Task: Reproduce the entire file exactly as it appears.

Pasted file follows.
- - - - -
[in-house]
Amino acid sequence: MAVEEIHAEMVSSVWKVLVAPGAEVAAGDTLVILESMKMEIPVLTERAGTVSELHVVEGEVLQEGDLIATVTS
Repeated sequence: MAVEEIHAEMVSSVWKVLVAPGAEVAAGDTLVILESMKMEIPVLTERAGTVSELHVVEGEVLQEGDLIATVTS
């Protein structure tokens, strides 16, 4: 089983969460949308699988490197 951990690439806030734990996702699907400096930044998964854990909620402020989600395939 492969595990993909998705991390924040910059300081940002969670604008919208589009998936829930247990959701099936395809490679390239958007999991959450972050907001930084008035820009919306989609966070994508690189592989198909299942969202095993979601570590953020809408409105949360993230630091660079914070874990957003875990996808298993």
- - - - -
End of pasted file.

[in-house]
Amino acid sequence: MAVEEIHAEMVSSVWKVLVAPGAEVAAGDTLVILESMKMEIPVLTERAGTVSELHVVEGEVLQEGDLIATVTS
Repeated sequence: MAVEEIHAEMVSSVWKVLVAPGAEVAAGDTLVILESMKMEIPVLTERAGTVSELHVVEGEVLQEGDLIATVTS
């Protein structure tokens, strides 16, 4: 089983969460949308699988490197 951990690439806030734990996702699907400096930044998964854990909620402020989600395939 492969595990993909998705991390924040910059300081940002969670604008919208589009998936829930247990959701099936395809490679390239958007999991959450972050907001930084008035820009919306989609966070994508690189592989198909299942969202095993979601570590953020809408409105949360993230630091660079914070874990957003875990996808298993």